Best Ohio Employment Discrimination Attorney Answer: What happens if you don’t sign a severance agreement? Can you refuse a severance package? Can I still sue after signing a severance agreement? Should I have a lawyer look over my severance agreement before I sign it? Why should I have an attorney review my severance package? Can I Be Forced To Sign A Severance Agreement?
You are sitting in your office and somebody pops their head into to say that the boss wants to see you. That’s never a good feeling. It only gets worse when the boss tells you that the company is firing you, letting you go, going in another direction or some other euphemism for “get the hell out of here, you don’t work here anymore.” You think to yourself, “I’ve was fired today! What am I going to do?” As your head is spinning, the boss or manager offers you an out – here’s a severance agreement that will give you some money until you find a new job and we can agree that you resigned so it will not look like you were fired.
So, here is why you should not immediately sign a severance or end of employment agreement: (1) the agreement was drafted by their employment law attorney and it will not likely be fair – it might even slip in terms that prevent you from accepting a new job in the same field; (2) because most employers will not share any information about your employment during background checks except the dates of your employment and position held, the offer to change the designation from termination to resignation is typically meaningless; (3) you do not know if the money being offered is sufficient or fair; and (4) you will be required to give up any claims you may have against your employer – even claims that you may not know that you have. Employers think they can take advantage of newly fired employees because of their mental state.
If your employer thought it was important to have a lawyer at a big law firm draft a severance agreement for you to sign, it is equally important to have an employment attorney review it for you too. You have a right to ask for time to read it outside of the office and to consult an attorney. Think about it this way, if the boss, manager or supervisor says sign it now or no deal, it means that he or she really is afraid about what an attorney is going to tell you.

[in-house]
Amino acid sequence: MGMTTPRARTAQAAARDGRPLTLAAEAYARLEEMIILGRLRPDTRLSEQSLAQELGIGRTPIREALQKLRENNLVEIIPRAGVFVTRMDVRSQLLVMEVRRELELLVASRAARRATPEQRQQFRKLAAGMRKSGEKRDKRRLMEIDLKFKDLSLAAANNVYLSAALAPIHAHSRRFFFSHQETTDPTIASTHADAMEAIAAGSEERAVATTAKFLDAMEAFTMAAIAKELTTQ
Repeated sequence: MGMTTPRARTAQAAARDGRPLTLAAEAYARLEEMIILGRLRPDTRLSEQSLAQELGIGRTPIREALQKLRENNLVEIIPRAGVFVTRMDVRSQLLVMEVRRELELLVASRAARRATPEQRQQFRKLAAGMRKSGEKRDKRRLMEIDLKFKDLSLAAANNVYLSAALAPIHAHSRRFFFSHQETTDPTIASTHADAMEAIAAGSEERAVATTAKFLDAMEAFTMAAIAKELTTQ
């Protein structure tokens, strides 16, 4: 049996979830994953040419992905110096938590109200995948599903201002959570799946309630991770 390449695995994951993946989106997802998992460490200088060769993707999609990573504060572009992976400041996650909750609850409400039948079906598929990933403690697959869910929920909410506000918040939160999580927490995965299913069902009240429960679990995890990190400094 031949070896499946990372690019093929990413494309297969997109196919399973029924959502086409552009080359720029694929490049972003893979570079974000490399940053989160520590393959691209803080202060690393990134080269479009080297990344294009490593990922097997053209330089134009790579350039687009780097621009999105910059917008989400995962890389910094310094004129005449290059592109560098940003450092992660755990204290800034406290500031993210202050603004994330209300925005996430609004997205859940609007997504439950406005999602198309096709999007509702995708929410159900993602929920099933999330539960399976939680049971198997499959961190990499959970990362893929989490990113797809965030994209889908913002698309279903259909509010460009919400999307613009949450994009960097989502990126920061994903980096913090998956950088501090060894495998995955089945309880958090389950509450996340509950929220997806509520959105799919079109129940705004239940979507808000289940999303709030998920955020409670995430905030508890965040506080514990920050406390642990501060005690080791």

If it is even possible that you are being fired because of your race/color, religion, gender/sex, national origin, age, disability or pregnancy, or because you recently filed a request for FMLA or a Workers’ Compensation claim, or you think it is retaliation for whistleblowing, absolutely do not sign anything your boss or manager gives you without talking to an employment attorney. You may be forfeiting a very valuable wrongful termination claim. (See what Should I Do If I Was Wrongfully Fired From My Job In Ohio?; Can I Take Evidence With Me When I’m Wrongfully Fired? I Need Help From The Best Employment Discrimination Lawyers; How Do I Make An Employment Discrimination Claim?).
A commonly asked question that our employment attorneys are asked is whether we do severance agreement review or contract review. The answer is yes! Our experienced employment lawyers frequently review employment contracts and severance agreements to ensure that they serve our clients in the best way possible. A common problem that we run into when reviewing severance agreements is that employers try to sneak in clauses that limit the employee’s right to bring a claim of discrimination against their employer.
Under Ohio law, an employer can include provisions in a severance agreement that prevent an employee from suing the company or its management or severely limit the time or ability to do so. This is called a release of claims. Employers can include provisions that the employee cannot compete with the employer within a reasonable distance for a reasonable time, which is called a non-compete contract or non-competition agreement. Ohio law permits employers to contract for an employee to waive any future commissions owed as part of a severance agreement. Employers can put a provision in a settlement agreement that you will not contact anyone you sold to as part of your employment – even to help you find a new job or for a reference. Essentially, employers can do almost anything they want as part of a severance agreement … but not anything as there are some few limitations.